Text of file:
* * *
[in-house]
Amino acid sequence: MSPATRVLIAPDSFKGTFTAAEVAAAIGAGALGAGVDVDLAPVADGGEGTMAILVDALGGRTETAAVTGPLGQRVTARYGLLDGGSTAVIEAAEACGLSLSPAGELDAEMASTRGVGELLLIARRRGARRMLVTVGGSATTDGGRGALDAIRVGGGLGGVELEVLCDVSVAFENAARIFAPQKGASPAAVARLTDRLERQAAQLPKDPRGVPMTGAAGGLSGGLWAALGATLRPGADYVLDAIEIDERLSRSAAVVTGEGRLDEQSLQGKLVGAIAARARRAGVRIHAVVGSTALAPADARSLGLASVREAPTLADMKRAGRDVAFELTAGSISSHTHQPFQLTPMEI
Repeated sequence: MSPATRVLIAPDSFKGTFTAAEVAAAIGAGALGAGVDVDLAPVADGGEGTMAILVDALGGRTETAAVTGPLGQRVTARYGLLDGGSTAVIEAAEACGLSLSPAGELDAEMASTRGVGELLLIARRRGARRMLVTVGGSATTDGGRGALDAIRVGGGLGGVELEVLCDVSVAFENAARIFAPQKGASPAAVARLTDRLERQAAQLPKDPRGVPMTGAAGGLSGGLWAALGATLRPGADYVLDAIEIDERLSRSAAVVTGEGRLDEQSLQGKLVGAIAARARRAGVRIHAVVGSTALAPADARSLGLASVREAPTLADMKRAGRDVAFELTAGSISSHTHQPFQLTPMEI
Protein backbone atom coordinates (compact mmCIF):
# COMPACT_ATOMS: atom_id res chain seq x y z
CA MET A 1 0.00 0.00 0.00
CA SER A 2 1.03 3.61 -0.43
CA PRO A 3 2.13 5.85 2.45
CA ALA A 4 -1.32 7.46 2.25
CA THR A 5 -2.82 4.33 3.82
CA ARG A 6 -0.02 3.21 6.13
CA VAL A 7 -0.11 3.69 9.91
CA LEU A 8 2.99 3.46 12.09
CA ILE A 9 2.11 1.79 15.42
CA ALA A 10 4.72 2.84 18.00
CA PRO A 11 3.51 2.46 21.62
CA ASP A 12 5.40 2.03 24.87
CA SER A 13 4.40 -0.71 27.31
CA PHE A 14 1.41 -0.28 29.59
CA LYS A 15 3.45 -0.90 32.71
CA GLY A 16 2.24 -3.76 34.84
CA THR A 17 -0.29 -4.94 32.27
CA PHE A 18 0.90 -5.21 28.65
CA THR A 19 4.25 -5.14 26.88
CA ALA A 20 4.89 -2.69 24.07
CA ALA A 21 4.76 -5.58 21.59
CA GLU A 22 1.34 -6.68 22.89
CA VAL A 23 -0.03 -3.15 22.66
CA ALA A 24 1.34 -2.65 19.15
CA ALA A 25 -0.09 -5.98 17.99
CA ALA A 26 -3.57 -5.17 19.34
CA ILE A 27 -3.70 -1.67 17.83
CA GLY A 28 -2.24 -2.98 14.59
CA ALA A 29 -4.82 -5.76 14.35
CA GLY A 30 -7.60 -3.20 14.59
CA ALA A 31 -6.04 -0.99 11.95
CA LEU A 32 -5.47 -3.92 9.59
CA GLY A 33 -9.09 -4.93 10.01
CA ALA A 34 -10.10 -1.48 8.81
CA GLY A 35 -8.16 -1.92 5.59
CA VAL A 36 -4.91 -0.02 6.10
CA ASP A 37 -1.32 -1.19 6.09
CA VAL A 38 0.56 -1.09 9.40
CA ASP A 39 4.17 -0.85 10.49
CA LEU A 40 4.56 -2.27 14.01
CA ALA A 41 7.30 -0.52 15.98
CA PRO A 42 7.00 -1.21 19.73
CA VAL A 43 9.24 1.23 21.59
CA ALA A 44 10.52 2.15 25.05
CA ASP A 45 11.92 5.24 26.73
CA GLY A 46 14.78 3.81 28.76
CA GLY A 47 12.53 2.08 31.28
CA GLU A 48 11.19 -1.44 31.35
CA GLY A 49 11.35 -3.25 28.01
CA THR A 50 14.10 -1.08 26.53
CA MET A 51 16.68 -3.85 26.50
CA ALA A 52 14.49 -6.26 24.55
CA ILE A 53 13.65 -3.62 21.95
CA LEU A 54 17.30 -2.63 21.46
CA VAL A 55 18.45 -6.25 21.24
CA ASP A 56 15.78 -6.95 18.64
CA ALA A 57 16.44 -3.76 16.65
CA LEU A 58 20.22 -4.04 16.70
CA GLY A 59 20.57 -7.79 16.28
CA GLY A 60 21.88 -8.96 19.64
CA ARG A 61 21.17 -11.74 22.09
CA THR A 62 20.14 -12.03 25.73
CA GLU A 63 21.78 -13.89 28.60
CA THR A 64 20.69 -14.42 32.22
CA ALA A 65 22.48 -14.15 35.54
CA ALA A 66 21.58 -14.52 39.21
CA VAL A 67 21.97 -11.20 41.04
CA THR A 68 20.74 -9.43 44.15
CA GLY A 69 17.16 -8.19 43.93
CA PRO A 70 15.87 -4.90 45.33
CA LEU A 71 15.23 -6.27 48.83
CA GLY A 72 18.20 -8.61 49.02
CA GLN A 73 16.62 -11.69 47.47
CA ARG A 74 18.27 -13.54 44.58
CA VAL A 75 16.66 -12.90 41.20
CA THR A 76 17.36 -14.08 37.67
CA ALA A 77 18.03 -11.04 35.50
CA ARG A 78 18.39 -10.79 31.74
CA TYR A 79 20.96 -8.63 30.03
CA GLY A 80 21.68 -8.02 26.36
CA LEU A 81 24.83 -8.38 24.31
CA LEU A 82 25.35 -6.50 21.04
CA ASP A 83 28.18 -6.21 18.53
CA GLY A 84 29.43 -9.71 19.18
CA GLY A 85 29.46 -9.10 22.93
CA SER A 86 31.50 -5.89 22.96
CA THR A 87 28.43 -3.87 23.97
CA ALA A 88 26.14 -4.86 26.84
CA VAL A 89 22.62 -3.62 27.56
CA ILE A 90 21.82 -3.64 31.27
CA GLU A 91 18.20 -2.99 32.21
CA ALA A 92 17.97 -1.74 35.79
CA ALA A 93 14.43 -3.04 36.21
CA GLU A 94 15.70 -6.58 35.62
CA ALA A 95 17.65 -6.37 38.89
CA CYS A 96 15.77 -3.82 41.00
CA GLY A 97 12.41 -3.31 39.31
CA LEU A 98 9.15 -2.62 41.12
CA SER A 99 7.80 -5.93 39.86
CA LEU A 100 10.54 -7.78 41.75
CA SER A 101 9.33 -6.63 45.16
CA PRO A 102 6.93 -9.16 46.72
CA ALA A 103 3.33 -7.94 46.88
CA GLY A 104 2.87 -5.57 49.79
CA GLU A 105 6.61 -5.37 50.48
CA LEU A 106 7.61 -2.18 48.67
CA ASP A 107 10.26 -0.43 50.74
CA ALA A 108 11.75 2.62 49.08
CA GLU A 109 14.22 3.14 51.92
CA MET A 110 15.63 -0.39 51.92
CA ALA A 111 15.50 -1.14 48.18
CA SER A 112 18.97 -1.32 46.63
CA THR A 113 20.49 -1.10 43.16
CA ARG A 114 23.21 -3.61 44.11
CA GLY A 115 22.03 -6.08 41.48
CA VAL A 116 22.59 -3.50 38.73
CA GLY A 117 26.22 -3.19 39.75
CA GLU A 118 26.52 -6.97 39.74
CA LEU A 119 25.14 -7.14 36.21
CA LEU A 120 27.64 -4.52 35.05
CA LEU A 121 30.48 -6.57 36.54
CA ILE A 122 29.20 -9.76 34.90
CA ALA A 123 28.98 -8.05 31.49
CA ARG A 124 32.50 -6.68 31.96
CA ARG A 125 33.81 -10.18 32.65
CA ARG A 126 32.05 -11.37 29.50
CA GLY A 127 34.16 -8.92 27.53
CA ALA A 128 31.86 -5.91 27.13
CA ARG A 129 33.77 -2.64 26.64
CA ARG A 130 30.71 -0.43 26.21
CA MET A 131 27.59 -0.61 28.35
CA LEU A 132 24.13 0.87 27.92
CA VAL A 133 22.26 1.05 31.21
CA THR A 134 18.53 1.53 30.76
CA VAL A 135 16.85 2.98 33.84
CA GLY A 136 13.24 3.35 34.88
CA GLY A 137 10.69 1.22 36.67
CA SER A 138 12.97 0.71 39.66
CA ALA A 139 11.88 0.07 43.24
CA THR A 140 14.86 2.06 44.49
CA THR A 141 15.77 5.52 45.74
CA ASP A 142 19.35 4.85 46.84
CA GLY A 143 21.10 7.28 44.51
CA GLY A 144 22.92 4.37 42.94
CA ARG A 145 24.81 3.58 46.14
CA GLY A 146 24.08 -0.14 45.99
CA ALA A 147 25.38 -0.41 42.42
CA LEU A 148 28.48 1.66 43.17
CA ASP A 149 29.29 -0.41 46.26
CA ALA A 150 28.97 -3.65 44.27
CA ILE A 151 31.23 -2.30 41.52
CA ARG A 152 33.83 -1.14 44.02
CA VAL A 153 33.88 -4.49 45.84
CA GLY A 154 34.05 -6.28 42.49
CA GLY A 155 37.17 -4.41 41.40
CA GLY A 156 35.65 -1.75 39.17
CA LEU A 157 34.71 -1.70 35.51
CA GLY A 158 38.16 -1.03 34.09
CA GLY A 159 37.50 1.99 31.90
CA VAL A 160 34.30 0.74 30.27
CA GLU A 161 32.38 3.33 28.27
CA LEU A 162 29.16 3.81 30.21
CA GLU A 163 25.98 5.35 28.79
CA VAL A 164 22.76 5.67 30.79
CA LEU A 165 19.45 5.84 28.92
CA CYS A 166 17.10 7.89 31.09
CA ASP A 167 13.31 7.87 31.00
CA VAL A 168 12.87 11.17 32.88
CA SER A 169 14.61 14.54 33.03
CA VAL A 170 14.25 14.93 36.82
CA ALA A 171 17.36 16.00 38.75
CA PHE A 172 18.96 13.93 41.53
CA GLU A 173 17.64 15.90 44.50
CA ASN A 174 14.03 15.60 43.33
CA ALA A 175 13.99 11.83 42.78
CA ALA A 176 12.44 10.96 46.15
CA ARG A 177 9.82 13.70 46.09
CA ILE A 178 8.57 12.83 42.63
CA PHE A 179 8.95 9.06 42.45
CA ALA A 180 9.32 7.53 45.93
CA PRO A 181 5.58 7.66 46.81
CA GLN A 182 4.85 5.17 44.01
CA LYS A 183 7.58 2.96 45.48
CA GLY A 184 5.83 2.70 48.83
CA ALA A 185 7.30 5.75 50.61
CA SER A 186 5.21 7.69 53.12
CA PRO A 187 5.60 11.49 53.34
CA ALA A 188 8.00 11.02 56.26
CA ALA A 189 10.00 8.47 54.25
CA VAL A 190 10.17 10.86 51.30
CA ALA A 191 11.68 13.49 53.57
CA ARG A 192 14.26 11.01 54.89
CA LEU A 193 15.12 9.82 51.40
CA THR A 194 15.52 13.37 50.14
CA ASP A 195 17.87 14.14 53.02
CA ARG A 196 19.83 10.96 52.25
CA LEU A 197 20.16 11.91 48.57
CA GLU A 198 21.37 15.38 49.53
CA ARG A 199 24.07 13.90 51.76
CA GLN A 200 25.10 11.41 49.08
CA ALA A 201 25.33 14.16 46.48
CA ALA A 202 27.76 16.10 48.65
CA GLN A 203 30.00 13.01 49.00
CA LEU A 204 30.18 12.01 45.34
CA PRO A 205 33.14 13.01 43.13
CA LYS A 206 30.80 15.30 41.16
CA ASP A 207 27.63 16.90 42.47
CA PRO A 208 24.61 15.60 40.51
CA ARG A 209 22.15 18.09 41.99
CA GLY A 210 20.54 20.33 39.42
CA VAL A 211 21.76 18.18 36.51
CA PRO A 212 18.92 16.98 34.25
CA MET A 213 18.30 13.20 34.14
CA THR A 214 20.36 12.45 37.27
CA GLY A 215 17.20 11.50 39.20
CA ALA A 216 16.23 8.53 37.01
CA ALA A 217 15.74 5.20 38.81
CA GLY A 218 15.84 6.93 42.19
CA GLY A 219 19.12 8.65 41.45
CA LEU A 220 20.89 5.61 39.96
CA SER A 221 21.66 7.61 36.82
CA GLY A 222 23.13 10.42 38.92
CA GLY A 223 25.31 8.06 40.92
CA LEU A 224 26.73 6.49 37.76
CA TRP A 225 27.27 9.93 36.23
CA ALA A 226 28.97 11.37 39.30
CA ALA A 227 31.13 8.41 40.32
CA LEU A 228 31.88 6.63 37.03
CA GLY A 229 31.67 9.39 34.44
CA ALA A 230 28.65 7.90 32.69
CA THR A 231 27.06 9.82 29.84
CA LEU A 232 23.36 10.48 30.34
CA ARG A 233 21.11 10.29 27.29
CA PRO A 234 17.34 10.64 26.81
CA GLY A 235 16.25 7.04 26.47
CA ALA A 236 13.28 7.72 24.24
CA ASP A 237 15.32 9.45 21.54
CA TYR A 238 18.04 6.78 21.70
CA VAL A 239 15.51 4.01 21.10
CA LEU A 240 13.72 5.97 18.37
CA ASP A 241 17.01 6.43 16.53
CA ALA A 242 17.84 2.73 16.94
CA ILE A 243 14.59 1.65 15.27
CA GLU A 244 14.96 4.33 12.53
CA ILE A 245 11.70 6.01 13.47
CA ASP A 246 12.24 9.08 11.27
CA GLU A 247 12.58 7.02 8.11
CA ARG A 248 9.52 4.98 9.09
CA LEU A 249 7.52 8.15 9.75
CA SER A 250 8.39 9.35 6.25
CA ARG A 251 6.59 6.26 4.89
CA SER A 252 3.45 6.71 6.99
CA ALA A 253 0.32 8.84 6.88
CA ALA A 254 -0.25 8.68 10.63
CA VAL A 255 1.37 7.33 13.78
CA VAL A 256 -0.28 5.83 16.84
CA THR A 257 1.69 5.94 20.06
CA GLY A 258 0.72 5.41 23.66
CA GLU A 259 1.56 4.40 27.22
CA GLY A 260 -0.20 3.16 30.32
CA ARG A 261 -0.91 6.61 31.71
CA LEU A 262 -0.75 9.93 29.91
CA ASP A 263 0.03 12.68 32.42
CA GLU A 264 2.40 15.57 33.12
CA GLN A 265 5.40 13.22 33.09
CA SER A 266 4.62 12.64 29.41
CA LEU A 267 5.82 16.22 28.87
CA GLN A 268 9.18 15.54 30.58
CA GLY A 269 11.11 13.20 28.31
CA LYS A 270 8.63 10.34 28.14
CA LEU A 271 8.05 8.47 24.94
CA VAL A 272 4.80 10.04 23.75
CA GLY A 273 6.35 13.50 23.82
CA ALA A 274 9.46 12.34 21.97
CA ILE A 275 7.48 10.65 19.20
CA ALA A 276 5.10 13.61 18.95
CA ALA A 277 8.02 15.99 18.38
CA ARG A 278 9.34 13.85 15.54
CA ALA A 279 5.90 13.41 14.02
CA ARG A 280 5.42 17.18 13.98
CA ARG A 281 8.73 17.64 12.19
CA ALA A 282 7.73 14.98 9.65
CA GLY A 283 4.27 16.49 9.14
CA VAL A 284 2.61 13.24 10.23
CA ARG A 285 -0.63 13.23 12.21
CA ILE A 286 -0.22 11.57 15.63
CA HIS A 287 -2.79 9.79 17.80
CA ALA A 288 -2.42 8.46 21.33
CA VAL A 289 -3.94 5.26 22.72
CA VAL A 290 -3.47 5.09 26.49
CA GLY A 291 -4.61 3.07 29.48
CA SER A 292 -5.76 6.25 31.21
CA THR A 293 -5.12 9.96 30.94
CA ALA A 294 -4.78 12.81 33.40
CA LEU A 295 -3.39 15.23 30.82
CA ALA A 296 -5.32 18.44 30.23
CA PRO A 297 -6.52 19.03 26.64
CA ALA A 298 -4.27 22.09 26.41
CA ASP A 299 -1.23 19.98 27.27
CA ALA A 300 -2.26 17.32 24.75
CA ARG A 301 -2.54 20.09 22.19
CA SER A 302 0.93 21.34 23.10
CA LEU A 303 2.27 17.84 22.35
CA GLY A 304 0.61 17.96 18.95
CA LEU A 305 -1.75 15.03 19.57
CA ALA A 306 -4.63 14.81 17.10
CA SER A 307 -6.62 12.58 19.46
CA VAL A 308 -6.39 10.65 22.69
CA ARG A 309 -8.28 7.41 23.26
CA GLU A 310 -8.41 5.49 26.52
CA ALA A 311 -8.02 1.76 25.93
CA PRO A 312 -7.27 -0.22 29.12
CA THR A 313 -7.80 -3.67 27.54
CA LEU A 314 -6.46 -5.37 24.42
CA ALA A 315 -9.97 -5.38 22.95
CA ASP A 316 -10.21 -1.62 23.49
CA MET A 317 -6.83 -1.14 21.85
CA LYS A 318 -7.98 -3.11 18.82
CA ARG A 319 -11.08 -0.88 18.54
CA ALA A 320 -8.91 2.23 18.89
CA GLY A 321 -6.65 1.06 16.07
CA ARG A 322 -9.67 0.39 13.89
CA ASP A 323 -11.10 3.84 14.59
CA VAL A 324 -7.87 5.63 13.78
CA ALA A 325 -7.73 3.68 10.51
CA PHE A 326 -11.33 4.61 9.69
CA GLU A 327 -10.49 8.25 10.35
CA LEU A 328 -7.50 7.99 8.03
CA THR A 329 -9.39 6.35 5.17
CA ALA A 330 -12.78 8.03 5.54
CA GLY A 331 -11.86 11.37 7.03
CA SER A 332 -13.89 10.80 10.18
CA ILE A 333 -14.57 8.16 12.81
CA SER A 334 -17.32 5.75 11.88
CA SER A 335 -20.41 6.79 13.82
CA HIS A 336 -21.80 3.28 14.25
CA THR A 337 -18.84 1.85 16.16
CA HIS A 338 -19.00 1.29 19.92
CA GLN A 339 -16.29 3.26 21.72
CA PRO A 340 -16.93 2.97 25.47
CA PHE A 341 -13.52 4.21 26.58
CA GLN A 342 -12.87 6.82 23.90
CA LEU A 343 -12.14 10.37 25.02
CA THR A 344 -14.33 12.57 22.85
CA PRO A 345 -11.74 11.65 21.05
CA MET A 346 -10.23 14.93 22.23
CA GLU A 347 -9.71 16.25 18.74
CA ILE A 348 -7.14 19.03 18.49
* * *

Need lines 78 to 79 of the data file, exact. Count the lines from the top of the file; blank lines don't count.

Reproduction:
CA GLN A 73 16.62 -11.69 47.47
CA ARG A 74 18.27 -13.54 44.58